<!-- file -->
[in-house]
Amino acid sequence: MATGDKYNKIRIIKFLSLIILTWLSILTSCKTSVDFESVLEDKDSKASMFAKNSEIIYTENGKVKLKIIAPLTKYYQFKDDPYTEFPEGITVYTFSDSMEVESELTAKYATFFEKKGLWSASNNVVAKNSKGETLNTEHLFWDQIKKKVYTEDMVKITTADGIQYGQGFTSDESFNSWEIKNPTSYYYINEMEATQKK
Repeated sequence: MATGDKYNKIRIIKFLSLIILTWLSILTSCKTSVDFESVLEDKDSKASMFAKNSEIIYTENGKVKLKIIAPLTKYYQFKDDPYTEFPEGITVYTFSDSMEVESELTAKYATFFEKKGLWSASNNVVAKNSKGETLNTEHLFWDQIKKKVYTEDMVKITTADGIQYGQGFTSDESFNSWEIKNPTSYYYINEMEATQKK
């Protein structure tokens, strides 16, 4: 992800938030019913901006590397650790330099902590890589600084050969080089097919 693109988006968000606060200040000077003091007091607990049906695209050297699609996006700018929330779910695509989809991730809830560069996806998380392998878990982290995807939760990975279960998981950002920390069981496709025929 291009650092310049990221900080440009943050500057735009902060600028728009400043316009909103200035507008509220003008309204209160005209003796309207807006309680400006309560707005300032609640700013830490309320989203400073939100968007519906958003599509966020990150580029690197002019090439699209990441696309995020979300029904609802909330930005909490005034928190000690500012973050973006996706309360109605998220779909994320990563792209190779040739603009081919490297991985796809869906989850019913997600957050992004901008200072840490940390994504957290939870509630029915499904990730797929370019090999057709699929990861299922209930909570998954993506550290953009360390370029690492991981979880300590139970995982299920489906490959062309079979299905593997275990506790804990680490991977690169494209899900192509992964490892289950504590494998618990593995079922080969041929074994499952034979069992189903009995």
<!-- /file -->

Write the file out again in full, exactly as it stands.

[in-house]
Amino acid sequence: MATGDKYNKIRIIKFLSLIILTWLSILTSCKTSVDFESVLEDKDSKASMFAKNSEIIYTENGKVKLKIIAPLTKYYQFKDDPYTEFPEGITVYTFSDSMEVESELTAKYATFFEKKGLWSASNNVVAKNSKGETLNTEHLFWDQIKKKVYTEDMVKITTADGIQYGQGFTSDESFNSWEIKNPTSYYYINEMEATQKK
Repeated sequence: MATGDKYNKIRIIKFLSLIILTWLSILTSCKTSVDFESVLEDKDSKASMFAKNSEIIYTENGKVKLKIIAPLTKYYQFKDDPYTEFPEGITVYTFSDSMEVESELTAKYATFFEKKGLWSASNNVVAKNSKGETLNTEHLFWDQIKKKVYTEDMVKITTADGIQYGQGFTSDESFNSWEIKNPTSYYYINEMEATQKK
């Protein structure tokens, strides 16, 4: 992800938030019913901006590397650790330099902590890589600084050969080089097919 693109988006968000606060200040000077003091007091607990049906695209050297699609996006700018929330779910695509989809991730809830560069996806998380392998878990982290995807939760990975279960998981950002920390069981496709025929 291009650092310049990221900080440009943050500057735009902060600028728009400043316009909103200035507008509220003008309204209160005209003796309207807006309680400006309560707005300032609640700013830490309320989203400073939100968007519906958003599509966020990150580029690197002019090439699209990441696309995020979300029904609802909330930005909490005034928190000690500012973050973006996706309360109605998220779909994320990563792209190779040739603009081919490297991985796809869906989850019913997600957050992004901008200072840490940390994504957290939870509630029915499904990730797929370019090999057709699929990861299922209930909570998954993506550290953009360390370029690492991981979880300590139970995982299920489906490959062309079979299905593997275990506790804990680490991977690169494209899900192509992964490892289950504590494998618990593995079922080969041929074994499952034979069992189903009995």